Early in my dancing, every form of partnered swing dancing was a wonderful and exciting new mystery. I was lucky to learn in the Southern California scene where dancers not only did Lindy Hop, but also Balboa and Collegiate Shag. In fact, some of the best Bal and Shag dancers lived and danced in So Cal at that time. I was lucky to dance with and learn from them both in classes and on the social floor.
Like many newer dancers, I thought hard-hitting, high-energy shag was the only way to dance Collegiate Shag. I would leave the floor winded and sweaty, and my knees and ankles were always sore the next day. I’m so thankful for the dancers who showed me another way of dancing Shag, a smooth way, and more comfortable way.
When talking with the original dancers, who we affectionately call “the Old Timers,” they all described Shag as they danced it in the 1930s and 40s as “smooth” and “elegant.” Yet, that’s rarely what I see on the dance floor.
Collegiate Shag is one of my favorite styles to teach, not only because it’s a lovely dance style, but also because it’s still somewhat unknown and misunderstood. I love sharing that Shag can be smooth, comfortable, and danced all night long without pain or lethargy. One of the best compliments I’m paid is when female students come up to me after a Shag class exclaiming that this class was the first time they’ve danced Shag and their boobs didn’t hurt! Haha!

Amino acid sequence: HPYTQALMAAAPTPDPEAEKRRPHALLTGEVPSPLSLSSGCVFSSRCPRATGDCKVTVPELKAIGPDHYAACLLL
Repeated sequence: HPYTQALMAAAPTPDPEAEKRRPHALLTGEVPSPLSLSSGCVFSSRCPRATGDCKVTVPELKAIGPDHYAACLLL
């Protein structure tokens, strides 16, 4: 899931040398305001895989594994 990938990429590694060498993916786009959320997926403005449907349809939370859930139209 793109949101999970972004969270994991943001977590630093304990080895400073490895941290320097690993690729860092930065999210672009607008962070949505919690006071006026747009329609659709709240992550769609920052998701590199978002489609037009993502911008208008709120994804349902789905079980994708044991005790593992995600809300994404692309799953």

Fifteen years ago, Balboa had its renaissance, when the global dance scene decided to find out how Balboa was danced and what it looked like originally. That time has come for Shag. Working on my Shag dancing has been such a great project in recent years. Long time dancers often stop exploring new styles and ways of moving. It’s difficult to feel like a beginner again. For me, it’s been a fantastic exercise in efficiency, rhythms and timing, subtle following, and working on continuing my momentum and flow. I’ve loved having to work on new ideas and ways of moving, and exploring new dance moves and history.
Love dancing Shag? Come ask me to dance!
— Lauren Smith (2017)